There is an additional requirement where contamination has migrated off-site. Within two weeks of determining that contamination has migrated off-site, the person responsible must complete a fact sheet that includes, among other things, the industrial history of the site, the contaminants of concern, the affected environmental media, contaminant concentrations, and the source of contamination. The fact sheet must be distributed to owners and tenants within 200-feet of the site and must be published as a display advertisement in a local daily or weekly newspaper. The fact sheet must also be updated and redistributed within four weeks after the vertical and horizontal extent of the contamination has been delineated. If contamination has already migrated off-site, the fact sheet must be distributed by September 2,2009.

A person responsible for conducting remediation should determine well in advance whether notice by letter or notice by sign is more consistent with the person's interests. Where the person responsible for the remediation does not have exclusive access rights to the property, sales agreements, leases and other agreements should also be reviewed to determine whether posting a sign is an available option. Also, although the rules prescribe the language necessary for the notification letter and signs, other language can be added. The person responsible can take advantage of this by providing additional information to ease public concerns. An additional consideration is that the contact person disclosed to the public should be someone that is trusted and prepared to answer questions. Anyone conducting remediation should consider the impacts of the notification requirements to determine which notification option best complies with the legal requirements while simultaneously maintaining a good relationship with the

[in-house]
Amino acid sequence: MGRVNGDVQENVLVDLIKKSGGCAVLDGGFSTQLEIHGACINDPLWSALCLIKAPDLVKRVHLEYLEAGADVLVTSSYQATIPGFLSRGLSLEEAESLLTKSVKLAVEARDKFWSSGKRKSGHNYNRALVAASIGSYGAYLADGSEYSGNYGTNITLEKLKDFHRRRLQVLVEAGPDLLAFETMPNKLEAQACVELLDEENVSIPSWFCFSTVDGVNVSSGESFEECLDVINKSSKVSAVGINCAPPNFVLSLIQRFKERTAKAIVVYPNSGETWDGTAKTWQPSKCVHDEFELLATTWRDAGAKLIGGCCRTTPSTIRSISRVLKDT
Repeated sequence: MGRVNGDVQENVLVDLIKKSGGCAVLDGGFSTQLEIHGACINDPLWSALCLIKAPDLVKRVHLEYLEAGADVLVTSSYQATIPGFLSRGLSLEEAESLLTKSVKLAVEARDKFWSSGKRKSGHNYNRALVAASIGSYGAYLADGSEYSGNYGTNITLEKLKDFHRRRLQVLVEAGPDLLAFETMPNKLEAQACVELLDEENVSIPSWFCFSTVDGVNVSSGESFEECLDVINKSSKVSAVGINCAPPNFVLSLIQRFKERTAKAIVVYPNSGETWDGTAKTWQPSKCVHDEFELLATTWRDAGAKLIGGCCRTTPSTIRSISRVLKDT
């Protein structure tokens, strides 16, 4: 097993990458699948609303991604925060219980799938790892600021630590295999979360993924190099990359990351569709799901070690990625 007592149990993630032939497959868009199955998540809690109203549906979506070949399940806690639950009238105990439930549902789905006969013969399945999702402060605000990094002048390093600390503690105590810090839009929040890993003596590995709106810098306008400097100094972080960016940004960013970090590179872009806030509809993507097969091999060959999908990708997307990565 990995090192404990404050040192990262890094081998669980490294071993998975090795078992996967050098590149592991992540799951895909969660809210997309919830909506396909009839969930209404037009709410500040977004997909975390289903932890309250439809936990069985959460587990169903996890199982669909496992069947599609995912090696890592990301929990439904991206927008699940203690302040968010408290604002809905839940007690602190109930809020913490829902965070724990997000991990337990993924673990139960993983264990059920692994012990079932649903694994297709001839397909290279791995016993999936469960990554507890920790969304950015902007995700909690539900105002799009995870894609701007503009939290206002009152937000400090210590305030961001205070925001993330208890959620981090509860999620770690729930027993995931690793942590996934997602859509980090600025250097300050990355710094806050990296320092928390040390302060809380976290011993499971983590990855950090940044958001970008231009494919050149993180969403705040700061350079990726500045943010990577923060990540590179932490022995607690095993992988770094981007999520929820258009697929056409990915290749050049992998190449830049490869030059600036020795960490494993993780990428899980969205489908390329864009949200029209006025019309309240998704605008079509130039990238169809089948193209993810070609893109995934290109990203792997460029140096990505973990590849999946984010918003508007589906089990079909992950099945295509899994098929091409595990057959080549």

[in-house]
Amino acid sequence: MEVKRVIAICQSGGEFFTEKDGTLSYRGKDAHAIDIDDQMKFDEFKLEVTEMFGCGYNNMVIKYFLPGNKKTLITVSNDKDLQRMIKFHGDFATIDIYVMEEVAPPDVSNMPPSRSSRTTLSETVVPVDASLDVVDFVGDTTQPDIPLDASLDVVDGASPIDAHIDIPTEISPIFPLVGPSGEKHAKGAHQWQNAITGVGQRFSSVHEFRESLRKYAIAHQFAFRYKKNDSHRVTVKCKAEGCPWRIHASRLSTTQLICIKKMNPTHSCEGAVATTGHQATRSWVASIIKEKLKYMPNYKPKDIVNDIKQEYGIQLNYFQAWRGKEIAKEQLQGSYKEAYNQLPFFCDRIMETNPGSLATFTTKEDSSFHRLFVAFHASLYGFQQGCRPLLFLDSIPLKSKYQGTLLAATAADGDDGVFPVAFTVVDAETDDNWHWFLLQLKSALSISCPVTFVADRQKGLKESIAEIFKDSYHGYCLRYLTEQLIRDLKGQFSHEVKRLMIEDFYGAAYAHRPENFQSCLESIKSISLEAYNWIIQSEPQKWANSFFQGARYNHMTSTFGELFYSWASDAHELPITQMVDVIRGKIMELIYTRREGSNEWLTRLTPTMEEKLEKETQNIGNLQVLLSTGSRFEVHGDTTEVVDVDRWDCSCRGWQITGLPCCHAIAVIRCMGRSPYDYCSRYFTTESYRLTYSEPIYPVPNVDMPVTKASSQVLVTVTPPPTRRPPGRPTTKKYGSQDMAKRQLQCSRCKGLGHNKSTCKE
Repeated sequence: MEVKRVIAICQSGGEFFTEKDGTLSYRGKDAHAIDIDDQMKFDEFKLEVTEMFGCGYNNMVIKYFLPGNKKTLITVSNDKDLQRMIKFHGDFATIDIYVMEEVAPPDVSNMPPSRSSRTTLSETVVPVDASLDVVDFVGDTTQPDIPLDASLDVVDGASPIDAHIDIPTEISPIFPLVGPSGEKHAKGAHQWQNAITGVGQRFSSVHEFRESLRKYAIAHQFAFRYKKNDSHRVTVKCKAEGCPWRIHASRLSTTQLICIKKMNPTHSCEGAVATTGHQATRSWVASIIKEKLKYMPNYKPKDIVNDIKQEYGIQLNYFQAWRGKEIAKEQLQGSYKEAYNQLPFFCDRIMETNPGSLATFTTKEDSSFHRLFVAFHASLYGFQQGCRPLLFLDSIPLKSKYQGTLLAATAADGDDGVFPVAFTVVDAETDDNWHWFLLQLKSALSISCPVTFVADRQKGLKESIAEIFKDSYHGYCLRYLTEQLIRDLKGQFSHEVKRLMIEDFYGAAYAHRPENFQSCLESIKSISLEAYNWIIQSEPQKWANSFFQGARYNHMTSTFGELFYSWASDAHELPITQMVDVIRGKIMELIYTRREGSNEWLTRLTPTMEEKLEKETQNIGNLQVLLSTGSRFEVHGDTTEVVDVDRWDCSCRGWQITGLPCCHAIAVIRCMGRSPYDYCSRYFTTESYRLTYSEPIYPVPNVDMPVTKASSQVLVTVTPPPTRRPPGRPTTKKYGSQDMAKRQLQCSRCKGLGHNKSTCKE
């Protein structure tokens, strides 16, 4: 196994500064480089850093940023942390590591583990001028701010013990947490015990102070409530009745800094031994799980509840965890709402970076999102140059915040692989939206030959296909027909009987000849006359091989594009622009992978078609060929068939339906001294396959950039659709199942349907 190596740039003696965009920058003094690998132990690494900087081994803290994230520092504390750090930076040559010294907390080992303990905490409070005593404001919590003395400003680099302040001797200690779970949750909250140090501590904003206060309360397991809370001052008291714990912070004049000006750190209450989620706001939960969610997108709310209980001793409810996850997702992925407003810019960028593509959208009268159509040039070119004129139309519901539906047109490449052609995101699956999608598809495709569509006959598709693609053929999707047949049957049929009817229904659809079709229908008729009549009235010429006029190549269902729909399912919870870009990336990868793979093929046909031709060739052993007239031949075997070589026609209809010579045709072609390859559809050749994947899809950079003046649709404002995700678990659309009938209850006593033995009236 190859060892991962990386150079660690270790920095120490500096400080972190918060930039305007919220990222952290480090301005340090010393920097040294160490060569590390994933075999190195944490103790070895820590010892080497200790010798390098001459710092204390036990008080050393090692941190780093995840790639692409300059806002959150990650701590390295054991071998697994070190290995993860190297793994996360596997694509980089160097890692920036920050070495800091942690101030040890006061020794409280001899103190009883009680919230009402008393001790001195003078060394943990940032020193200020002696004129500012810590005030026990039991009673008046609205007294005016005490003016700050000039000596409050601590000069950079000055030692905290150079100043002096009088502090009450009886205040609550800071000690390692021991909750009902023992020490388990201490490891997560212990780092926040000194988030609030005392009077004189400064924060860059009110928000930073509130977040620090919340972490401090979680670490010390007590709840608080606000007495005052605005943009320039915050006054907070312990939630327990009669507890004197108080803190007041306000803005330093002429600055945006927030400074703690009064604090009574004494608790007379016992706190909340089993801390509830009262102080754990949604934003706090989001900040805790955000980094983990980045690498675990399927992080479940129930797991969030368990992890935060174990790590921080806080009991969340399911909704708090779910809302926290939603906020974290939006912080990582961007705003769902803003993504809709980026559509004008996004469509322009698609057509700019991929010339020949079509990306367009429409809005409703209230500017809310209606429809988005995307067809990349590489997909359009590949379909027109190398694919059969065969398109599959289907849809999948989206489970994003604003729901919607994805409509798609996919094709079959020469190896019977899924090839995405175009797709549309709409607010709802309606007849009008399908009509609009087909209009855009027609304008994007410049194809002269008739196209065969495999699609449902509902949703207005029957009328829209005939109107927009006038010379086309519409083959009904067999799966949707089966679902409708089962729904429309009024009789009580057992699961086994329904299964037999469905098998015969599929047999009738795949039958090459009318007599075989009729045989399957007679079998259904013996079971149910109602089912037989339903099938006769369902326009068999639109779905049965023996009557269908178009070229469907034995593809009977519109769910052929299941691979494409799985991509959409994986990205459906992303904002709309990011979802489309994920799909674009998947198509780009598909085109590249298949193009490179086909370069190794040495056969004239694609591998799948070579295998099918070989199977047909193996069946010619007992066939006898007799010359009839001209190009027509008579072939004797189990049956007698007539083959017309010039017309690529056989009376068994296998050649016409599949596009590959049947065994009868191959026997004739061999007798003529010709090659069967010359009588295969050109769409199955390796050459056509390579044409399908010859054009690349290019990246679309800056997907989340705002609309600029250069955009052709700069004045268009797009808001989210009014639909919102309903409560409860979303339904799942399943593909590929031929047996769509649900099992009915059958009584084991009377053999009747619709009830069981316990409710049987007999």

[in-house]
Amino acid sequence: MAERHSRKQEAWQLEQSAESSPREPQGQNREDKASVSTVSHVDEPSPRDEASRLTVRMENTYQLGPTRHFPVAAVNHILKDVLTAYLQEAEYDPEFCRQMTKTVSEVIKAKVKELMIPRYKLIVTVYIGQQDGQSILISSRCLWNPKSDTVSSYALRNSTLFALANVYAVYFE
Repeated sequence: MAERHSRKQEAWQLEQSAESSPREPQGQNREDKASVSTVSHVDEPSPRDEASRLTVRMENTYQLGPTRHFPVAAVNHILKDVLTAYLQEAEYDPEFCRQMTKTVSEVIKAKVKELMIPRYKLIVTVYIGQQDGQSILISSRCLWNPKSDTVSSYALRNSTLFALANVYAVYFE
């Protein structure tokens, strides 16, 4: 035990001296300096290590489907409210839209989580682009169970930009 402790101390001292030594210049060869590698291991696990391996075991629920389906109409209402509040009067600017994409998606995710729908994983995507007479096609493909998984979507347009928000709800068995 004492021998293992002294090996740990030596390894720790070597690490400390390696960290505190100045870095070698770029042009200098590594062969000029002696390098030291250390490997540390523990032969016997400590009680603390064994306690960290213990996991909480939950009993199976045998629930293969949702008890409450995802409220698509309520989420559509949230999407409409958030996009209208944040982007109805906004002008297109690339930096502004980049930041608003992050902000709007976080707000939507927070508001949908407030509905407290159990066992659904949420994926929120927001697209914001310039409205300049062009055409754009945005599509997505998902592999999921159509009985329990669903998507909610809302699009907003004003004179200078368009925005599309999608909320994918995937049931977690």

public.

For more information, please contact: Dennis M. Toft at (973) 530-2014 or via email at dtoft@wolffsamson.com; Robert H. Crespi at (973) 530-2060 or via email at rcrespi@wolffsamson.com; John A. McKinney at (973) 530-2036 or via email at jmckinney@wolffsamson.com; Laurie J. Sands at (973) 530-2098 or via email at lsands@wolffsamson.com; Lee Henig-Elona at (973) 530-2178 or via email at lhenigelona@wolffsamson.com; Diana L. Buongiorno at (973) 530-2075 or via email at dbuongiorno@wolffsamson.com; Todd Terhune at (973) 530-2091 or via email at tterhune@wolffsamson.com; Daniel T. McKillop at (973) 530-2066 or via email at dmckillop@wolffsamson.com; and Joshua M. Levy at (973) 530-2067 or via email at jlevy@wolffsamson.com.


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This Client Alert should not be construed as legal advice or a legal opinion on any specific facts or circumstances. The contents are intended for general informational purposes only, and you are urged to consult your own lawyer concerning your specific situation or any legal questions you may have.